I have seen Bridesmaids and liked it and admired Kristen Wiig's performance. I have not seen the three films featuring the other four nominees--but this may be the only category in which I am really very interested in seeing all the nominated films. Based on the fact that I like acerbic comedy (and love director Roman Polanski), I think I would favor Kate Winslet in the all-but-Albee Carnage--or her costar Jodie Foster (the film's trailer makes it look like she actually acts in this one).

Best Performance by an Actor in a Supporting Role in a Motion Picture
Easy one. Christopher Plummer in Beginners.

Best Performance by an Actress in a Supporting Role in a Motion Picture
I strongly suspect my vote would go to Janet McTeer in Albert Nobbs, had I only seen the movie. (I know it's irritating to hear I saw next to nothing this past year. Blame work. Blame Netflix. Blame blogging. Blame books.)

Best Director--Motion Picture
Woody Allen. For pretty much everything.

Best Screenplay--Motion Picture
Woody Allen. See above.

Best Song--Motion Picture
I have not seen (or heard) any of these movies (what's new?), but I would lean towards a Madonna and Mary J. Blige tie for oh so many reasons.

Best Original Score--Motion Picture
Frankly, I would like the Hollywood Foreign Press to vote for "none." Movie music has been incredibly overbearing these last four decades--and that does not even extend back far enough to cover Bette Davis's quip, "Do I walk up the stairs or does Max Steiner?" Minimalist use of music in The Birds and any number of Robert Bresson movies has convinced me that powerful emotion can be conveyed without a music soundtrack and the audiences filmmakers should be making award-nominated movies for should be fully capable of coming up with an appropriate response to narrative events without a musical cue--or, on TV, a laugh track.

Best Animated Film
Oh fuck.

Best Foreign Language Film
I'll go with the hype and say Iran's A Separation. I still love Almodovar, but I liked him a lot better before he started taking the Douglas Sirk comparisons literally.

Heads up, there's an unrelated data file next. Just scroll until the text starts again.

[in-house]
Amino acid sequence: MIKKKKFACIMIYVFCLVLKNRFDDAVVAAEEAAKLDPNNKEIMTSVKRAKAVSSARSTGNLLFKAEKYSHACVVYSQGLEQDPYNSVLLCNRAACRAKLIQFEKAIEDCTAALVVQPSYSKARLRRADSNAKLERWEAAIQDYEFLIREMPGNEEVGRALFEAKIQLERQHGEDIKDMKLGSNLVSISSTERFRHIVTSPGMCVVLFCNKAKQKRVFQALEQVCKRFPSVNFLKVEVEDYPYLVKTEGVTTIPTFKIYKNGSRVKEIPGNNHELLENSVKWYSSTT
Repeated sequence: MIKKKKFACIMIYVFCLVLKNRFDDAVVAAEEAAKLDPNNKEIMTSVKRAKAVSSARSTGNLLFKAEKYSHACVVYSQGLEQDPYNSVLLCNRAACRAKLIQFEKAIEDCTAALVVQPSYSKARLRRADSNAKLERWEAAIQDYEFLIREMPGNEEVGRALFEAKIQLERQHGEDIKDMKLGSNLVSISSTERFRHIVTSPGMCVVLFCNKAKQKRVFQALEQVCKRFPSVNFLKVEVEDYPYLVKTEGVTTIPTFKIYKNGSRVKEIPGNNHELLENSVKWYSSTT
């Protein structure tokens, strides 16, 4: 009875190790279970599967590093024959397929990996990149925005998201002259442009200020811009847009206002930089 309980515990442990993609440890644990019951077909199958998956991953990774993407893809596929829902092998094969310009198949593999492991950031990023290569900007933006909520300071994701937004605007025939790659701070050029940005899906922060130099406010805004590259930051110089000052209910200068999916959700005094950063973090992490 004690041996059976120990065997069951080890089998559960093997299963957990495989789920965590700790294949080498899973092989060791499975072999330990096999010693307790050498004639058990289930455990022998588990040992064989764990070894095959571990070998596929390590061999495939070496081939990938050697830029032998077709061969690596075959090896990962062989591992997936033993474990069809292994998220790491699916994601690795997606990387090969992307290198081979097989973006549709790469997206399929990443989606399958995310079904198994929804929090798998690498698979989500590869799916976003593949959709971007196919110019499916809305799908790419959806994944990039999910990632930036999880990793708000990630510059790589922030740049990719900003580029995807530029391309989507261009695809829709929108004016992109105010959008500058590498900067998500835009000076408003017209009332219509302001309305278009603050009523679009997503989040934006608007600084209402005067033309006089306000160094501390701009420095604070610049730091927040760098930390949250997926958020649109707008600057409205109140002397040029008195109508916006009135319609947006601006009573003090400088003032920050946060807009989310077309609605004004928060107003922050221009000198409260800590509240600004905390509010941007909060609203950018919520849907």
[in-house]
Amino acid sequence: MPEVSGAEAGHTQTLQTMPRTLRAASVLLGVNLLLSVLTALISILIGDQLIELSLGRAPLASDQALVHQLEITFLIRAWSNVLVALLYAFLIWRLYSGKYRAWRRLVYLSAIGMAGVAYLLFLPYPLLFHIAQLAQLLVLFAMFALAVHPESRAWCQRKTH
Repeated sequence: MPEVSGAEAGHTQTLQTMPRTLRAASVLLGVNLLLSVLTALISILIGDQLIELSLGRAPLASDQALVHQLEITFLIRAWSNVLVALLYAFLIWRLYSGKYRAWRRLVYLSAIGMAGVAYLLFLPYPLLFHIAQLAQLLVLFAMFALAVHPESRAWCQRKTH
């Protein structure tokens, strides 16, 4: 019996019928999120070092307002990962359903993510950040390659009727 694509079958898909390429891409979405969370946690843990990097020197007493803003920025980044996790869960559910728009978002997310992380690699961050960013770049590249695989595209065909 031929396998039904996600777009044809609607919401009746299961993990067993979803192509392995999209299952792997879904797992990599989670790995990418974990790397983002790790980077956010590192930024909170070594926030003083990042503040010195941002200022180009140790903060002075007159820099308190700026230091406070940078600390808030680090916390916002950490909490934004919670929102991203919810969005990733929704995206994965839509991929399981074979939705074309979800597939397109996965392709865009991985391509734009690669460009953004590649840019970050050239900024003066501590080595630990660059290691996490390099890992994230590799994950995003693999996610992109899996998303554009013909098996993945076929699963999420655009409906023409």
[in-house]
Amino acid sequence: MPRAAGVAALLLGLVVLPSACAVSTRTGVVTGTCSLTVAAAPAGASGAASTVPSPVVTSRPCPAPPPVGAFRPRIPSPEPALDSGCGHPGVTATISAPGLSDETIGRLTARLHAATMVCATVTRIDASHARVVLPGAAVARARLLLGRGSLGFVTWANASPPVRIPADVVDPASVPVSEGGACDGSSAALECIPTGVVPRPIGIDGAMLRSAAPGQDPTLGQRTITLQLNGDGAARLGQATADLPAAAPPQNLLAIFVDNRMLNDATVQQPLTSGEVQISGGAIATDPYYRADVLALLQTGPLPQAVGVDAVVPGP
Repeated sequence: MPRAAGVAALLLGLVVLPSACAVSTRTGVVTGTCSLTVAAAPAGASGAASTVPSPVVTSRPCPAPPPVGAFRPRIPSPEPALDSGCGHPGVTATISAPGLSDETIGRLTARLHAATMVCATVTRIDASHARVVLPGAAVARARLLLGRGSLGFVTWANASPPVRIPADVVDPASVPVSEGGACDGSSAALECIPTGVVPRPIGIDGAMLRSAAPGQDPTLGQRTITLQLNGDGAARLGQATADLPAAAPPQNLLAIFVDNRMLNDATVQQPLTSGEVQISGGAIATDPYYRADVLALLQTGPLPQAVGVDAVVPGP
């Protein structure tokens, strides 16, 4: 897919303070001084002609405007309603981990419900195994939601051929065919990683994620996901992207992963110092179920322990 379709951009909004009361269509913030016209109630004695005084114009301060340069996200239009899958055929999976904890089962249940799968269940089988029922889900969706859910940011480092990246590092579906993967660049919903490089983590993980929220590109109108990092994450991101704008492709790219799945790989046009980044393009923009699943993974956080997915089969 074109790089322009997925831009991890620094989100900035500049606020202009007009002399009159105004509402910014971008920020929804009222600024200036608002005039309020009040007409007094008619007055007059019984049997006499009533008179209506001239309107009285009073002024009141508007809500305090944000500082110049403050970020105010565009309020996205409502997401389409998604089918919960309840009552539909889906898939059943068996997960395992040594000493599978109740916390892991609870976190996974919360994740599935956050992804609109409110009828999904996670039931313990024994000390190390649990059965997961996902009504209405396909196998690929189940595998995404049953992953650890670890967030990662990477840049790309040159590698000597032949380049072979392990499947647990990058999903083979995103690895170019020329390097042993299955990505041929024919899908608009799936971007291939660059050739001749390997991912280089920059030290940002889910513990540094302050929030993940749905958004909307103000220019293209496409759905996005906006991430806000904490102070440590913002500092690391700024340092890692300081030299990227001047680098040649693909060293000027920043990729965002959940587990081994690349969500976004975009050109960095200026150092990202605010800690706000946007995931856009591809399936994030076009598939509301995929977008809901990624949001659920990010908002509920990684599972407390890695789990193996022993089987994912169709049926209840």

Best Television Series--Drama
I saw two episodes of American Horror Story online and was mesmerized, even though my low-cost WiFi froze my laptop screen every six or seven minutes. That I made it entirely through two whole episodes before deciding, "Hell, I'll just wait for the DVD," is a testament to how good I thought it was.

Best Television Series--Musical or Comedy
Hands down, Modern Family.

Best Mini-Series or Motion Picture Made for Television
Downton Abbey. Probably.  Though I am very much looking forward to seeing Cinema Verite and Mildred Pierce.

Best Performance by an Actor in a Television Series--Drama
A tie among all the performers except Kelsey Grammer.

Best Performance by an Actress in a Television Series--Drama
Probably Juliana Margulies. I'm shooting blind now. I haven't seen any of the nominees, and The Good Wife is the only one I recognized as the title of a TV show.

Best Performance by an Actor in a Television Series--Musical or Comedy
Please, don't insult me. Alec Baldwin in 30 Rock. The only right choice.

Best Performance by an Actor in a Television Series--Musical or Comedy
Tina Fey in 30 Rock, if by musical we still mean singing and dancing and by comedy we still mean funny. Otherwise, I quite liked Laura Linney in The Big C--though, really, I'd still probably go with Fey.

Best Performance by an Actor in a Mini-Series or Motion Picture Made for Television
Idris Elba for Luther--and, crossing categories (and years), The Wire and The Big C.

Best Performance by an Actress in a Mini-Series or Motion Picture Made for Television
From everything I've heard but not yet seen, Kate Winslet for Mildred Pierce.

Best Performance by an Actor in a Supporting Role in a Series, Mini-Series, or Motion Picture Made for Television
Peter Dinklage for Game of Thrones. I want him to thank all the little people who made the award possible. Am I awful? Am I going to hell? But, yes, he does need to say that.

Best Performance by an Actor in a Supporting Role in a Series, Mini-Series, or Motion Picture Made for Television
Jessica Lange for American Horror Story. Oh my god, yes!